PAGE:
By X. Alex Carpio, Partner
In most cases there is no need to have lay witnesses unless it involves the issue of compensability. Whether an in jury occurred at work? Are you and employee or independent contractor? Did you report the injury to your supervisor? Did you seek medical attention right away?
The questions posed always involve co-workers who may have witnessed the injury or know about the injury. The case becomes a he said she said type of case and the judge must determine the credibility of the injured worker versus the other witnesses who will testify. In my experience the co-workers either do not want to cooperate as they fear they may lose their job or fear for other repercussions by the employer.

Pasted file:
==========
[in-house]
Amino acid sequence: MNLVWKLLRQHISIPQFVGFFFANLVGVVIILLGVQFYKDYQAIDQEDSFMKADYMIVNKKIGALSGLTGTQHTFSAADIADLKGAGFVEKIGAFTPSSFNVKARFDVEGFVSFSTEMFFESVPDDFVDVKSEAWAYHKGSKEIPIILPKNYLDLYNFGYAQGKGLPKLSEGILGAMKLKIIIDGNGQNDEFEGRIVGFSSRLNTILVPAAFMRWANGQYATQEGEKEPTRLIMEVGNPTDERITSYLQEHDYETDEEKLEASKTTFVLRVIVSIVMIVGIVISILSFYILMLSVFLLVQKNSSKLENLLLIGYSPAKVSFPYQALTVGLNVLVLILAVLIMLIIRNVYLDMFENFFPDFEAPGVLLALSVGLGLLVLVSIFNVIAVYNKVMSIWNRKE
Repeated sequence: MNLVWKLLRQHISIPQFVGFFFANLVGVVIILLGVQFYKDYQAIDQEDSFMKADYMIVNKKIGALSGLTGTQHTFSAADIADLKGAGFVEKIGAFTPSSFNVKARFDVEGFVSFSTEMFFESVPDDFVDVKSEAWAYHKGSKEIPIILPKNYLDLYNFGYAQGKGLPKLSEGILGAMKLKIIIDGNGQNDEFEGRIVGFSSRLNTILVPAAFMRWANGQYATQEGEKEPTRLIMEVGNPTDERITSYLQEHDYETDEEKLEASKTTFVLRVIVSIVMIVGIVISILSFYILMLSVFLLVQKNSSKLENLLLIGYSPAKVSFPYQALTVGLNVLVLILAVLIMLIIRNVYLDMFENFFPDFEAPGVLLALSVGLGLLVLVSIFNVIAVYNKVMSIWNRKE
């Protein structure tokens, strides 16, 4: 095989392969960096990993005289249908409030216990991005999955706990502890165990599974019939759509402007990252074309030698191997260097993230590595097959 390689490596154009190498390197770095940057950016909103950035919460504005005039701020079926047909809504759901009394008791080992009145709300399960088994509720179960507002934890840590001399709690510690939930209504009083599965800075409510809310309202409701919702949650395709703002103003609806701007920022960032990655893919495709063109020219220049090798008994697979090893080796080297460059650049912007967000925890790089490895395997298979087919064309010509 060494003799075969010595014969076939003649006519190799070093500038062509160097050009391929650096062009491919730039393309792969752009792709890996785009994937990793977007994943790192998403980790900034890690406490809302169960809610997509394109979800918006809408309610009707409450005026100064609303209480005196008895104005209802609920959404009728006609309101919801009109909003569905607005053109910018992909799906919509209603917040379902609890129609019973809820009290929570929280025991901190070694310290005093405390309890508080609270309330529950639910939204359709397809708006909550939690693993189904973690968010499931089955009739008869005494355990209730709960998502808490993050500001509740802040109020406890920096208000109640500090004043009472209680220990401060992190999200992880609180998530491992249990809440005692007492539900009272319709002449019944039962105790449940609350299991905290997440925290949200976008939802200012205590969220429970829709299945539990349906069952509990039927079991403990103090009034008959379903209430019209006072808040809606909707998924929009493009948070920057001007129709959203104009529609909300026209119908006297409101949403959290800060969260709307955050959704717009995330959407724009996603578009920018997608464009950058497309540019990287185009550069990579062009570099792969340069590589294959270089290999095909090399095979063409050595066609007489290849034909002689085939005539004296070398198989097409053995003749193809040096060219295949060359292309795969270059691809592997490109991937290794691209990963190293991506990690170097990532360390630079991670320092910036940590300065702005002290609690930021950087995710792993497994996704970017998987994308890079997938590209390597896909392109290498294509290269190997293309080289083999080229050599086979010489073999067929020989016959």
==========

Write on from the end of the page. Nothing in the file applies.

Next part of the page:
Early in my career I would bring in all witnesses and almost always the co-workers that were to support my client's story almost always stated they were not aware of the injury or did not support my client at all. My best witness is my client, the injured worker. Unless I have an affidavit or something signed by a witness stating the facts of the work injury I prefer not to have many lay witnesses as in my experience most of the time the co-workers have been tainted by the employer and now I have 2-5 people testifying against my client.
Unless we have witness statements or relatives that are aware of the work injury it is difficult to predict what the co-worker may or may not say at the hearing despite each witness being under oath to tell the truth and nothing but the truth.